You Can’t Just Stamp Everything “Attorney Work Product”

An exploding candle lit the fuse on a protracted product liability case. The Plaintiffs sought un-redacted copies of reports created by a forensic engineering firm that collected complaints from customers. The firm was hired by Defendant’s attorneys for analysis of the flash-over incidents. Lakes v. Bath & Body Works, LLC, 2018 U.S. Dist. LEXIS 87984, at *3 (E.D. Cal. May 24, 2018).

The report produced to the Plaintiffs was inconsistently redacted with little analysis of the candle incident from customers. The Defendant claimed the reports were protected by the “work product doctrine” because they were created transmitted “in anticipation of litigation.” Lakes, at *4-5. In order to be protected by the work product doctrine, the following claimed document must be: 1) “Prepared in anticipation of litigation or for trial” and (2) be prepared “by or for another party or by or for that other party’s representative.” Lakes, at *6, citing In re Grand Jury Subpoena, 357 F.3d 900, 907 (2004).

If a document was not prepared exclusively for a lawsuit, then courts apply a “because of” test that asks, “in light of the nature of the document and the factual situation in the particular case, the document can be fairly said to have been prepared or obtained because of the prospect of litigation.” Lakes, at *6-7.

The Court found that the reports were not created “because of” litigation. Moreover, just because there is the potential for litigation ignites the anticipation of litigation. Lakes, at *7. Moreover, at least one person who reported a flash-over stated they did not want to sue. Id. The Court described the reports as a business policy had a “rubber stamp” they were created at the request of an attorney to “ensure that all investigations could be undertaken with the cloak of work product secrecy.” Lakes, at *7-8.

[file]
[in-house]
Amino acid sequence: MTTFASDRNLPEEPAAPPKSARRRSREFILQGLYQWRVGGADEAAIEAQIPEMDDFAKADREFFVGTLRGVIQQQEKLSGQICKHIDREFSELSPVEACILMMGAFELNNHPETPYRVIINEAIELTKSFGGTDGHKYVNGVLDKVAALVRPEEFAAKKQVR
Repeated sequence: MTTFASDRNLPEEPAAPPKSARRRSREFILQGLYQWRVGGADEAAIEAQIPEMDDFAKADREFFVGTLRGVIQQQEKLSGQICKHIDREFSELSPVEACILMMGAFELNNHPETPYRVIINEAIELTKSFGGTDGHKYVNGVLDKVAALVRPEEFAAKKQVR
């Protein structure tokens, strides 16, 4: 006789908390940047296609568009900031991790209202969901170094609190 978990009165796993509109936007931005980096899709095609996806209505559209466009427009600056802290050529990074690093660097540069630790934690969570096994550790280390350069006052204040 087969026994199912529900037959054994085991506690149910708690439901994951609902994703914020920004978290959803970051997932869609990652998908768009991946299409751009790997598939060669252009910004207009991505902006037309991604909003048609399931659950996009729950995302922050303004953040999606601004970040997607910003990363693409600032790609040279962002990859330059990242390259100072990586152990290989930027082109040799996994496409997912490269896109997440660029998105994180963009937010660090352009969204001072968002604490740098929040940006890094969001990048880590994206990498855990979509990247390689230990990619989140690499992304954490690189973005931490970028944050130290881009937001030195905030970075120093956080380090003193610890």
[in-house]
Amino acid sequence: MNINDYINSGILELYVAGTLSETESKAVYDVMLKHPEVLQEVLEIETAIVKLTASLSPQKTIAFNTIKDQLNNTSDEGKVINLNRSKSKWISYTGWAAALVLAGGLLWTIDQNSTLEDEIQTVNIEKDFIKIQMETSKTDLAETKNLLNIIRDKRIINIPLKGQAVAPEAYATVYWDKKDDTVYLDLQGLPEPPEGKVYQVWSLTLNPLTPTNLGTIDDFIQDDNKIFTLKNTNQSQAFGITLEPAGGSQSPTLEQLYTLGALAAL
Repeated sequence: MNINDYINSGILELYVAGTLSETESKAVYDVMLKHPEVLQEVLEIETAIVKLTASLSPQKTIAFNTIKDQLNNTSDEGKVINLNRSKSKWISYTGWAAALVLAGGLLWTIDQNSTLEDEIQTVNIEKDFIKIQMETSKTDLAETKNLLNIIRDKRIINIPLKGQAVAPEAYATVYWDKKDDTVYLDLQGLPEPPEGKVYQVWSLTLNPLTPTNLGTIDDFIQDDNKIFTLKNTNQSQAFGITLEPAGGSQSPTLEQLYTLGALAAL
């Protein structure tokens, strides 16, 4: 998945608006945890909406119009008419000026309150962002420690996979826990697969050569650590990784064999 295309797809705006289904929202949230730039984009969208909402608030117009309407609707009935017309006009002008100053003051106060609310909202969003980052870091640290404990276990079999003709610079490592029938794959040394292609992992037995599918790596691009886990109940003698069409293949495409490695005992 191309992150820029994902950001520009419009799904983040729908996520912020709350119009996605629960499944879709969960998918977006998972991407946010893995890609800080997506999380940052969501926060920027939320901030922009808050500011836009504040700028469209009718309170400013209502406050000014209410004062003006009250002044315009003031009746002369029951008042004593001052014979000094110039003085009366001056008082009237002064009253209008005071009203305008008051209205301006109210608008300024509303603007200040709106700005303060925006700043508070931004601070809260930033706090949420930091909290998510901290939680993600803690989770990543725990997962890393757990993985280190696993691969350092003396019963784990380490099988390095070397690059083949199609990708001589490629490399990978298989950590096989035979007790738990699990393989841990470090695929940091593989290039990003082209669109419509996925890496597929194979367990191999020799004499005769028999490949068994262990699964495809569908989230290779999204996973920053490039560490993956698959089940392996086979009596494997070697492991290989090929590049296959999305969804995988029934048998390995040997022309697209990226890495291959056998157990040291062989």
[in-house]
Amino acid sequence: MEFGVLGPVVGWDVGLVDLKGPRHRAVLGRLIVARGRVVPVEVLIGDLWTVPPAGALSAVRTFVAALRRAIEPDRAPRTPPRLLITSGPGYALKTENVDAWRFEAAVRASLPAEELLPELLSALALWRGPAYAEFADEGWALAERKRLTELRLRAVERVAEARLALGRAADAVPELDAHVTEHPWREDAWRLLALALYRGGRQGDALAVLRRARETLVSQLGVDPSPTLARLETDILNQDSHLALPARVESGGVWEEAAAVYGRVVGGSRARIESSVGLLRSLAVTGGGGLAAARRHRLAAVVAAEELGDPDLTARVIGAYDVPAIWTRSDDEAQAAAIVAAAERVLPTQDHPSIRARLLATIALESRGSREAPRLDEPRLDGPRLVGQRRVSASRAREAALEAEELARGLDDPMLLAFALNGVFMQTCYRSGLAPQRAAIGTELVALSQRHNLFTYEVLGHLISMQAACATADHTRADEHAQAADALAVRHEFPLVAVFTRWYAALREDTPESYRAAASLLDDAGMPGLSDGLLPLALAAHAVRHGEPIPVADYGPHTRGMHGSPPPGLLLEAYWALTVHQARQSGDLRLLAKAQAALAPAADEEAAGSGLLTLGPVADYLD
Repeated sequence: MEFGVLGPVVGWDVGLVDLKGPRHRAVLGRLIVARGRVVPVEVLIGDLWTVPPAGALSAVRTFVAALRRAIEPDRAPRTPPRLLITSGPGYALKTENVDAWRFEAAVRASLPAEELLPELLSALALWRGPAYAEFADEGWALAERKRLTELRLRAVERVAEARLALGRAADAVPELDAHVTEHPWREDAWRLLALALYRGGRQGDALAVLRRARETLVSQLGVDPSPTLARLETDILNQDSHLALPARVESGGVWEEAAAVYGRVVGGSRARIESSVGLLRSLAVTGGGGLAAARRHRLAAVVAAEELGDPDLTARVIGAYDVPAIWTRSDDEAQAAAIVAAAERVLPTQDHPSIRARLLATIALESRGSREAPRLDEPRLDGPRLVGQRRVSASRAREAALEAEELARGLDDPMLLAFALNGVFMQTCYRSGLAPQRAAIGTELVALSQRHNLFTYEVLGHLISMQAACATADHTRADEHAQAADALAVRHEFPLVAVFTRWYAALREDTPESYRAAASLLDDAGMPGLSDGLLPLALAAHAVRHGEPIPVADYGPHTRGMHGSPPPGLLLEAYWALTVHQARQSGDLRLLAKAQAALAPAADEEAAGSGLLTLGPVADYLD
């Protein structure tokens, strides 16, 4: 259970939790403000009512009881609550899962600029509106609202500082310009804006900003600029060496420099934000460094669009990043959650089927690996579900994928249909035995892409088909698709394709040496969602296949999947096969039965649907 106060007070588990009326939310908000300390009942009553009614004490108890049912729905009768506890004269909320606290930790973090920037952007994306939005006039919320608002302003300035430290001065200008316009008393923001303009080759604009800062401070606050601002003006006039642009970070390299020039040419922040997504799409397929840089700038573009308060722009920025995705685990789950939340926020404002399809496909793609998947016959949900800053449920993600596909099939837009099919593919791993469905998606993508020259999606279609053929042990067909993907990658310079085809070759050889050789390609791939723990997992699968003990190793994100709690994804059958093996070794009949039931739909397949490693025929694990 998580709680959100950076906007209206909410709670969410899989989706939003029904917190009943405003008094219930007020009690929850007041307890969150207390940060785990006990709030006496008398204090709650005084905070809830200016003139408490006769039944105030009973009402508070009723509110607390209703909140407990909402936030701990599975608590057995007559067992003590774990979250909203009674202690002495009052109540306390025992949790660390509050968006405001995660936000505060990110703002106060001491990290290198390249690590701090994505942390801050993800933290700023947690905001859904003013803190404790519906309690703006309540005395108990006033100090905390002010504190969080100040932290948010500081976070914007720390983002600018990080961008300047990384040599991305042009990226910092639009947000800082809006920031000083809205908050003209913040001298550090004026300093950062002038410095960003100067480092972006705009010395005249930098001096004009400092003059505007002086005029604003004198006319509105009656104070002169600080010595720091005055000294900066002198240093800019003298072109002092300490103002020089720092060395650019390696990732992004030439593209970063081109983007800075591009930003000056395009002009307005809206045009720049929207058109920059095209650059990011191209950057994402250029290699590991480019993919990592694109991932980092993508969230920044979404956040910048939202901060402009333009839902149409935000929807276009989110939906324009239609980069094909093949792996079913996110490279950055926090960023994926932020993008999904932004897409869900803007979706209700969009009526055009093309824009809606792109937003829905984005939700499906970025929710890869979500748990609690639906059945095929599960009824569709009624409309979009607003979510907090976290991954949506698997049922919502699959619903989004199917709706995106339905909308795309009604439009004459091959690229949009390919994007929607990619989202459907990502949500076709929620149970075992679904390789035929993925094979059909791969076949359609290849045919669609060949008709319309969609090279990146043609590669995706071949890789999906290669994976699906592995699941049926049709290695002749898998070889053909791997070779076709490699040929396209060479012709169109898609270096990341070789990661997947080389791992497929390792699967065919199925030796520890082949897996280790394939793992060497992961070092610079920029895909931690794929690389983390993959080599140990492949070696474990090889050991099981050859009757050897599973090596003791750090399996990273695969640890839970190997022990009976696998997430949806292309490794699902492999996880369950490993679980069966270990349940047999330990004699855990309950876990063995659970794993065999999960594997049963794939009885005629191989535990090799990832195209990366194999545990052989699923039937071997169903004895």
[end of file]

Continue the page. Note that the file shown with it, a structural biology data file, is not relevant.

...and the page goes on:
Just as some people put a plate under a candle to avoid wax spills, the Court held that even if the reports were protected as qualified work product, that immunity would be negated because of the needs of the litigation. Lakes, at *8-9. The test is whether a party seeking the discovery can demonstrate a substantial need for the information, plus the inability to obtain the data from other sources without undue hardship. Lakes, at *9.

The Plaintiffs were given a report with 1,283 flash-over incidents. The redactions would require the Plaintiff to conduct tests of aged candle remnants or witness interviews, information which was already available in the redacted reports. Furthermore, this is information that the Defendant would provide to their own testifying expert for analysis. The Court held that the Plaintiffs met the burden of showing a substantial need for the reports and ordered the un-redacted version to be produced. Lakes, at *10-11.

Bow Tie Thoughts

Producing incident reports could require the redaction of personal identifiable information (PII). This can include names, addresses, phone numbers, and email addresses. Many review applications could automate this workflow so reviewers do not need to drag and drop boxes over all PII, but it could still be a labor-intensive process.

Josh Gilliland is a California attorney who focuses his practice on eDiscovery. Josh is the co-creator of The Legal Geeks, which has made the ABA Journal Top Blawg 100 Blawg from 2013 to 2016, the Web 100 from 2017 to 2018, and was nominated for Best Podcast for the 2015 Geekie Awards. Josh has presented at legal conferences and comic book conventions across the United States. He also ties a mean bow tie.